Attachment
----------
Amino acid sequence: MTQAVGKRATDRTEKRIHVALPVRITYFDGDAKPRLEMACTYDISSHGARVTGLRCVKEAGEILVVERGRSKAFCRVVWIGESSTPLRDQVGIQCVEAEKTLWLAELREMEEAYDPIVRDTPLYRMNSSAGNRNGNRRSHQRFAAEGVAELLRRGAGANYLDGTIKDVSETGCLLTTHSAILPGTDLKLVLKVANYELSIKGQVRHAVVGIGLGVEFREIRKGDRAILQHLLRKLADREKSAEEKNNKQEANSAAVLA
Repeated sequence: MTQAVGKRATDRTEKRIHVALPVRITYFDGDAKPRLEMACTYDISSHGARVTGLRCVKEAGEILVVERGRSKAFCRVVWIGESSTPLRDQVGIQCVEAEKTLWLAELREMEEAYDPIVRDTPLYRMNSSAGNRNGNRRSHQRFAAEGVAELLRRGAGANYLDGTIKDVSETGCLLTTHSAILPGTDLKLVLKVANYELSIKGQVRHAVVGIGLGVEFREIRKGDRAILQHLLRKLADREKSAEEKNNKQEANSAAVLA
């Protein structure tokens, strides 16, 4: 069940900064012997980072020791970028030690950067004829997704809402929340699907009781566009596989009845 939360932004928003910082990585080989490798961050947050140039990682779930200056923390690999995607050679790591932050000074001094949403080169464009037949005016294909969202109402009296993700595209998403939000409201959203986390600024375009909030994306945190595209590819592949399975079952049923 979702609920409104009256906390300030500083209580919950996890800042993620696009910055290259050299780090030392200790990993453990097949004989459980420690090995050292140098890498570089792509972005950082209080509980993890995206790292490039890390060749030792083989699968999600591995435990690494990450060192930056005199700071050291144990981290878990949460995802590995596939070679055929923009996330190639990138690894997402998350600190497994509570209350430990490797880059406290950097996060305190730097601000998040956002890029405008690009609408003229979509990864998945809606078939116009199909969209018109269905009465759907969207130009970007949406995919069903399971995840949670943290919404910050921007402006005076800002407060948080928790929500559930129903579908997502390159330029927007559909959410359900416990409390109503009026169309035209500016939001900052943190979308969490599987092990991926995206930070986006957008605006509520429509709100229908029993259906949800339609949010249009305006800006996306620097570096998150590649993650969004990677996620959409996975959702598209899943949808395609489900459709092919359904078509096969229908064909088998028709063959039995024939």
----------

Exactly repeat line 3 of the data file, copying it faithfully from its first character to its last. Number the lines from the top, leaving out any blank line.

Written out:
């Protein structure tokens, strides 16, 4: 069940900064012997980072020791970028030690950067004829997704809402929340699907009781566009596989009845 939360932004928003910082990585080989490798961050947050140039990682779930200056923390690999995607050679790591932050000074001094949403080169464009037949005016294909969202109402009296993700595209998403939000409201959203986390600024375009909030994306945190595209590819592949399975079952049923 979702609920409104009256906390300030500083209580919950996890800042993620696009910055290259050299780090030392200790990993453990097949004989459980420690090995050292140098890498570089792509972005950082209080509980993890995206790292490039890390060749030792083989699968999600591995435990690494990450060192930056005199700071050291144990981290878990949460995802590995596939070679055929923009996330190639990138690894997402998350600190497994509570209350430990490797880059406290950097996060305190730097601000998040956002890029405008690009609408003229979509990864998945809606078939116009199909969209018109269905009465759907969207130009970007949406995919069903399971995840949670943290919404910050921007402006005076800002407060948080928790929500559930129903579908997502390159330029927007559909959410359900416990409390109503009026169309035209500016939001900052943190979308969490599987092990991926995206930070986006957008605006509520429509709100229908029993259906949800339609949010249009305006800006996306620097570096998150590649993650969004990677996620959409996975959702598209899943949808395609489900459709092919359904078509096969229908064909088998028709063959039995024939």